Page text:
The victorious Israelis, as shown in Dr. Lerman’s piece, simply are playing word games as they consolidate their hold on the West Bank, construct Arabfrei tunnels and bypass roads to connect their settlements and have conned the world into thinking that giving up poverty-stricken, isolated Gaza (if indeed they ever do give up Gaza) is the first step to a viable Palestinian nation.

The Greater Israel that Zionists and hardliners like Prime Minister Sharon have sought will soon become a reality, while Israel will still be saying it is willing to negotiate with the Palestinians.

Yes, the world has abandoned the Palestinians. The use of limitless military force and support for Israel by the American government was a combination that few insurgencies would be able to overcome, much less one that was as isolated as were the Palestinians.

East Hampton, N.Y.

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Lauren Anzaldo crosses the line with her outrageous accusation against Israel for “state-sponsored terrorism” and her absurd comparison between the shame Holocaust survivors experienced and the shame Israelis should feel over settlements.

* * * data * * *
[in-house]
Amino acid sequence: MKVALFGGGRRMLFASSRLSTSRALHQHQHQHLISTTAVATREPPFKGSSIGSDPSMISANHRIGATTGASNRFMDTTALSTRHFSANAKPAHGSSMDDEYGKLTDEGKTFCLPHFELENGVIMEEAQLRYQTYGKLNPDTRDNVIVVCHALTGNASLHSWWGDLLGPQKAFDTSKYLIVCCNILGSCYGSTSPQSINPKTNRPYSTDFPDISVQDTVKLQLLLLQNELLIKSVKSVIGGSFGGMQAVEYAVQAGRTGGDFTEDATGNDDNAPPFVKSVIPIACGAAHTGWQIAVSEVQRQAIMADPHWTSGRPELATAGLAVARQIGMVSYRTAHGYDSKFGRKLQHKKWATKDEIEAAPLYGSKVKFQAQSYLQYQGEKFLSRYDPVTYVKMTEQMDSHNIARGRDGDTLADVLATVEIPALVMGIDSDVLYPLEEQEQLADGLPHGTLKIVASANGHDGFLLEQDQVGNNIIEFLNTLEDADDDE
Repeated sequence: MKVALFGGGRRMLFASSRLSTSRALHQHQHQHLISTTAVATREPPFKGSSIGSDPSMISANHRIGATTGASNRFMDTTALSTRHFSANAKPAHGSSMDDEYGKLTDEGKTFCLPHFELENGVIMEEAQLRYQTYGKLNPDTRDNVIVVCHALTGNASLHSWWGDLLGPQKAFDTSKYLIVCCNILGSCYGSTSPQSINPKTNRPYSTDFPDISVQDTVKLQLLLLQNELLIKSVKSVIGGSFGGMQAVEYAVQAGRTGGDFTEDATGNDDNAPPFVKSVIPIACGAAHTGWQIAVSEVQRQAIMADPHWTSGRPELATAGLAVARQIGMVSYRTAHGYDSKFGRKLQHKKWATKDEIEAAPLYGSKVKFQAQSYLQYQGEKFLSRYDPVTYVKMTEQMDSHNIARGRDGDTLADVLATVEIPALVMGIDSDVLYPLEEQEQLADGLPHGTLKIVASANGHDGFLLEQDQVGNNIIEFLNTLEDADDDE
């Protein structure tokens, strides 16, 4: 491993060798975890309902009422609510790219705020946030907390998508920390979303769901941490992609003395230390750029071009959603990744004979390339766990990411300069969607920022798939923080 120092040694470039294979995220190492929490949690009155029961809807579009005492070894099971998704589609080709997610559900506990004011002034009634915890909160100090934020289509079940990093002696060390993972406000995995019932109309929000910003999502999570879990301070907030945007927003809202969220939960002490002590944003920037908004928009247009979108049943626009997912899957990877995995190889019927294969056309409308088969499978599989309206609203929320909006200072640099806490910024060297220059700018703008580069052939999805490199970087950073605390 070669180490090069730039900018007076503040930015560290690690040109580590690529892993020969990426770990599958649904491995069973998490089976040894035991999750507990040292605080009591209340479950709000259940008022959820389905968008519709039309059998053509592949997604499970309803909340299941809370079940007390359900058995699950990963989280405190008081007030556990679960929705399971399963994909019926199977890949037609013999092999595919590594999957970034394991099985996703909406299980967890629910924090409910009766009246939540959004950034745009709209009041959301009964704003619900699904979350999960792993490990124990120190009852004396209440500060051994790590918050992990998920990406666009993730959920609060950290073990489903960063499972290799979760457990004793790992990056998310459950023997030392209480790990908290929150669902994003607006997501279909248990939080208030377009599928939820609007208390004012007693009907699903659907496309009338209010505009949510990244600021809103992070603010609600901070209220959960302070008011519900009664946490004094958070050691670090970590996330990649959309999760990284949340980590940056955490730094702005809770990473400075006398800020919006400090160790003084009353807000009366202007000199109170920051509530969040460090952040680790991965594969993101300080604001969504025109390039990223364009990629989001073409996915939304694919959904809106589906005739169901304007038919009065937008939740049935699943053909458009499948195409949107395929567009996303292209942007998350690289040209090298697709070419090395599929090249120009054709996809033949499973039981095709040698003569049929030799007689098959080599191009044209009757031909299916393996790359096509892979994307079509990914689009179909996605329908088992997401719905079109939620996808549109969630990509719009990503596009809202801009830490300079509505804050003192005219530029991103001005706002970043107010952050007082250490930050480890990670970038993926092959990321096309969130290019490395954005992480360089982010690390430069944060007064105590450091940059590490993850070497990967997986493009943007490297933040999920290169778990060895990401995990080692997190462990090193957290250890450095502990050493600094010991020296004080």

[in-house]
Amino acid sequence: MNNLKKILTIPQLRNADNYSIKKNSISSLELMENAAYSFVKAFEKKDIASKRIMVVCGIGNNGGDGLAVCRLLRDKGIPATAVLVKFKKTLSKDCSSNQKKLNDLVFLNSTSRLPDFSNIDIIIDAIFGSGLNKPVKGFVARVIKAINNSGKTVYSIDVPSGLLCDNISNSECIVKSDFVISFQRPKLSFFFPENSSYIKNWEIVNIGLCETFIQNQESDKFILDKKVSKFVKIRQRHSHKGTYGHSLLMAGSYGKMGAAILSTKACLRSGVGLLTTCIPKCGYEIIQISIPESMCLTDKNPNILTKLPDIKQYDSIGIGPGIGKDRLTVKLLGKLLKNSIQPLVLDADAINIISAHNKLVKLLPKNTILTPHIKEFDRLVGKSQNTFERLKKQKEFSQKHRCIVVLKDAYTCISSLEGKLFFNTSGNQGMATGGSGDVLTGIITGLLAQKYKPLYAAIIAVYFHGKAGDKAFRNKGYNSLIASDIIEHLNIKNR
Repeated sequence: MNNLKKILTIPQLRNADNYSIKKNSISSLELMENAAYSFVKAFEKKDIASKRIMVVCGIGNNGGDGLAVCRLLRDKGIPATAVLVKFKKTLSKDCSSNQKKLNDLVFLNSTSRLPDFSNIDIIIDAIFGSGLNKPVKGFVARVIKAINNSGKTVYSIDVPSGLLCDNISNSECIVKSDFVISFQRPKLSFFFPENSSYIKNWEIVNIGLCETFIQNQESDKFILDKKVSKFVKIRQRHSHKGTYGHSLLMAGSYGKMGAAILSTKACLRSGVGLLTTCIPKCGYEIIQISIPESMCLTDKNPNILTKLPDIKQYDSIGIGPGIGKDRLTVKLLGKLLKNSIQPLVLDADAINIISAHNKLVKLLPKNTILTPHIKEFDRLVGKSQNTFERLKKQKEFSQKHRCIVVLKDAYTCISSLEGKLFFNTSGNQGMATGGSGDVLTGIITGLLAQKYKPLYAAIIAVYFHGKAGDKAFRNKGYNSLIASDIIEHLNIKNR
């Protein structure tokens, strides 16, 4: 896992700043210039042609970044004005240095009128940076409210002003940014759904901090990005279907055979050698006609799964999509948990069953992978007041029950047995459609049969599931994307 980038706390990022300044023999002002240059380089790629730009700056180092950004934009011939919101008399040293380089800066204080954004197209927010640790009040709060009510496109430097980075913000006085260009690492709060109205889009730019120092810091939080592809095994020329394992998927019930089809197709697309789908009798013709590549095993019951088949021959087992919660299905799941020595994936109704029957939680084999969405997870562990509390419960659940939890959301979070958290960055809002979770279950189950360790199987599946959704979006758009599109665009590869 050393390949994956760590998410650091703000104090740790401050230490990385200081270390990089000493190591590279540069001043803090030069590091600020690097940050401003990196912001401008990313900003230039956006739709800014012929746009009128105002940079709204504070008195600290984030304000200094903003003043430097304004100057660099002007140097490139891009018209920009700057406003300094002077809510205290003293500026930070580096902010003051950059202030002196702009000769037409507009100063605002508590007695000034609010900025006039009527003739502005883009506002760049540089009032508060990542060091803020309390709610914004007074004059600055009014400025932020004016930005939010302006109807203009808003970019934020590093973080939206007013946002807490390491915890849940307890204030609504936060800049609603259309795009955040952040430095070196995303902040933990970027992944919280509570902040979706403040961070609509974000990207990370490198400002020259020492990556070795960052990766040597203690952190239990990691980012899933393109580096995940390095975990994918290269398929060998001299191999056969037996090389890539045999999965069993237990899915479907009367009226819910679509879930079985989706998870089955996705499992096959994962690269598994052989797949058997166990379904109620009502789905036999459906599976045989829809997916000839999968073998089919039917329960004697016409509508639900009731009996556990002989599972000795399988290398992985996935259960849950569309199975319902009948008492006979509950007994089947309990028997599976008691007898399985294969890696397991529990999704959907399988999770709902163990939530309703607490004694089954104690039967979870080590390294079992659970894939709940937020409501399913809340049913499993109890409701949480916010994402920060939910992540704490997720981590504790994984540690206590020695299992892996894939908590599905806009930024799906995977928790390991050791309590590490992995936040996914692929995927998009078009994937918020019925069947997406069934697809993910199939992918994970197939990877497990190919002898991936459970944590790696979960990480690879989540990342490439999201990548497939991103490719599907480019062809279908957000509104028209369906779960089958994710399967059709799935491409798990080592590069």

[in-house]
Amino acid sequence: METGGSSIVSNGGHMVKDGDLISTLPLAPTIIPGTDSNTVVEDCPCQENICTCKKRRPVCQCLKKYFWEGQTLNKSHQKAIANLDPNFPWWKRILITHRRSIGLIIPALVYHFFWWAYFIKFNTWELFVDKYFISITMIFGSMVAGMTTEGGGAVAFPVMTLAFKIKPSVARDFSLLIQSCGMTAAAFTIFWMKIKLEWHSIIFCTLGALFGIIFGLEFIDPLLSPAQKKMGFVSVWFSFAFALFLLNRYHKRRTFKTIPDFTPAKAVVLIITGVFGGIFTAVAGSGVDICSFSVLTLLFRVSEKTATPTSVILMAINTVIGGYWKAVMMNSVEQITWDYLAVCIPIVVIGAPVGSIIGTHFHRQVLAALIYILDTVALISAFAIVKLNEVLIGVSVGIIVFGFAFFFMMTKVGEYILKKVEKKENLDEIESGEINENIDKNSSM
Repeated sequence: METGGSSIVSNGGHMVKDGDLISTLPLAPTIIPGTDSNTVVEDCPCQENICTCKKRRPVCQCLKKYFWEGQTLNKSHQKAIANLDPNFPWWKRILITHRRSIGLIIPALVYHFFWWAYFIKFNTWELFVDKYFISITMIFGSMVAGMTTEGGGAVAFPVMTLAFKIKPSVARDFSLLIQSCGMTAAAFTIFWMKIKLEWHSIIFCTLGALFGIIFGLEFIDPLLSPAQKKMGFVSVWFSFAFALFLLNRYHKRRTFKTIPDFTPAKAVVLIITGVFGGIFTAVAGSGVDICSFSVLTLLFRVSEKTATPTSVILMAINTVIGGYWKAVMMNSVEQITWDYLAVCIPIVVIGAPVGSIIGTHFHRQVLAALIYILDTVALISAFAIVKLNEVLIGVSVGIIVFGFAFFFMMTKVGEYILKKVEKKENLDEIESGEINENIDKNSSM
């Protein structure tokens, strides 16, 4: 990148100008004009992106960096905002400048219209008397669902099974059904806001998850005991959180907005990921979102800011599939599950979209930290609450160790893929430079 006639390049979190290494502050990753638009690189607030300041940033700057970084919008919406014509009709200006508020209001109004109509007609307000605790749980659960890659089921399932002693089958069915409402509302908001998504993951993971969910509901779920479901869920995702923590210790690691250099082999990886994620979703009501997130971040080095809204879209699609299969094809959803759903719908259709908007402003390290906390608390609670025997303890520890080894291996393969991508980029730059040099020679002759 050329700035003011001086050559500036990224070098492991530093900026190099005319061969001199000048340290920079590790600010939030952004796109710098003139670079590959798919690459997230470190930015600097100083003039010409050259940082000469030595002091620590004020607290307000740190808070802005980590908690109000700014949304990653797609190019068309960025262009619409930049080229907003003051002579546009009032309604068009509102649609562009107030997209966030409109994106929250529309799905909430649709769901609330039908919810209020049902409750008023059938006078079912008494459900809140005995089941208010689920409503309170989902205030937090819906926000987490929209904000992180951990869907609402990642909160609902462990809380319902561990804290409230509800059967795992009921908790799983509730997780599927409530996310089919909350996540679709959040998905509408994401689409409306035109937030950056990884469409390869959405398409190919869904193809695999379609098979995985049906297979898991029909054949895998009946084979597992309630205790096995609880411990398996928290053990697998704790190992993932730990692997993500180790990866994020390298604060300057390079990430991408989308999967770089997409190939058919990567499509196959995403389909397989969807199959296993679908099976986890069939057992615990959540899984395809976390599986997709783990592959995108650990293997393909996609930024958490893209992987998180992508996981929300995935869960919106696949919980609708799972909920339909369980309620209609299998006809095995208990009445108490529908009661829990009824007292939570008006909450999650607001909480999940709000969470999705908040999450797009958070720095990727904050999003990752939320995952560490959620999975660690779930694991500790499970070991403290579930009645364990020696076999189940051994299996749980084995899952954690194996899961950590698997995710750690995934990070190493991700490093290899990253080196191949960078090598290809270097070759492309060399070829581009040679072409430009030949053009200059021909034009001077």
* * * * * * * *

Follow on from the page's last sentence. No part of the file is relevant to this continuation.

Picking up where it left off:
At a time when Israel stands ready to disengage from Gaza settlements, Ms. Anzaldo’s column is wholly inappropriate. Even more shocking is her suggestion that the horrors of the Holocaust bear any comparison to Israeli settlement activity.

Finally, Ms. Anzaldo fails to make mention of any shame Palestinian terrorists should feel for their massacre of Israeli civilians. If only the Palestinian people felt collective shame for the violence and terror perpetrated against the Israeli people, the conflict would have ended years ago.

New York

Rabbi Gary M. Bretton-Granatoor is the director of interfaith affairs for the Anti-Defamation League.

Tom Reese and America

John Allen, in his article “How Ratzinger became pope” (NCR, May 6), wrote, “to date there’s no evidence that he [Benedict XVI] intends to launch a new antimodernist purge.” With the news that the Vatican has forced the resignation of Fr. Thomas Reese as editor of America, one of the jewels of American Catholicism, it looks like the evidence is beginning to accumulate. America, under Fr. Reese, has been a moderate, balanced journal that presents a variety of views for intelligent discussions of issues important to Catholics today. If this kind of journalism is seen as a threat by the Vatican, then it looks like the purge has begun.

Los Angeles